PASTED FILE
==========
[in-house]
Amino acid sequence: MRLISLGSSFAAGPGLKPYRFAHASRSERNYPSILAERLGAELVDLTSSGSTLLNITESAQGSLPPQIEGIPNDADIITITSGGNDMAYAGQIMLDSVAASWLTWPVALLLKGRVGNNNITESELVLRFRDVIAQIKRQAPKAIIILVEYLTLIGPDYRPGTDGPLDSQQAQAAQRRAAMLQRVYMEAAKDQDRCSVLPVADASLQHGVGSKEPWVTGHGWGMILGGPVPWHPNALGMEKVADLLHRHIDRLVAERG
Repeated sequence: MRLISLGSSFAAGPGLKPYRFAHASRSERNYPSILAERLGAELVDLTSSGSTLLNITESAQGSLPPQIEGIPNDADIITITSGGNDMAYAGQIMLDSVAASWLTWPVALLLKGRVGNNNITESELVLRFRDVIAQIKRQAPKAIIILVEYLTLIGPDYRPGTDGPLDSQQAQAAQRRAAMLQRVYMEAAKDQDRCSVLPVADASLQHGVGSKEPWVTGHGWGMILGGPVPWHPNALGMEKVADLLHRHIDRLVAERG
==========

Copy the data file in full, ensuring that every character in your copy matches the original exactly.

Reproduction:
[in-house]
Amino acid sequence: MRLISLGSSFAAGPGLKPYRFAHASRSERNYPSILAERLGAELVDLTSSGSTLLNITESAQGSLPPQIEGIPNDADIITITSGGNDMAYAGQIMLDSVAASWLTWPVALLLKGRVGNNNITESELVLRFRDVIAQIKRQAPKAIIILVEYLTLIGPDYRPGTDGPLDSQQAQAAQRRAAMLQRVYMEAAKDQDRCSVLPVADASLQHGVGSKEPWVTGHGWGMILGGPVPWHPNALGMEKVADLLHRHIDRLVAERG
Repeated sequence: MRLISLGSSFAAGPGLKPYRFAHASRSERNYPSILAERLGAELVDLTSSGSTLLNITESAQGSLPPQIEGIPNDADIITITSGGNDMAYAGQIMLDSVAASWLTWPVALLLKGRVGNNNITESELVLRFRDVIAQIKRQAPKAIIILVEYLTLIGPDYRPGTDGPLDSQQAQAAQRRAAMLQRVYMEAAKDQDRCSVLPVADASLQHGVGSKEPWVTGHGWGMILGGPVPWHPNALGMEKVADLLHRHIDRLVAERG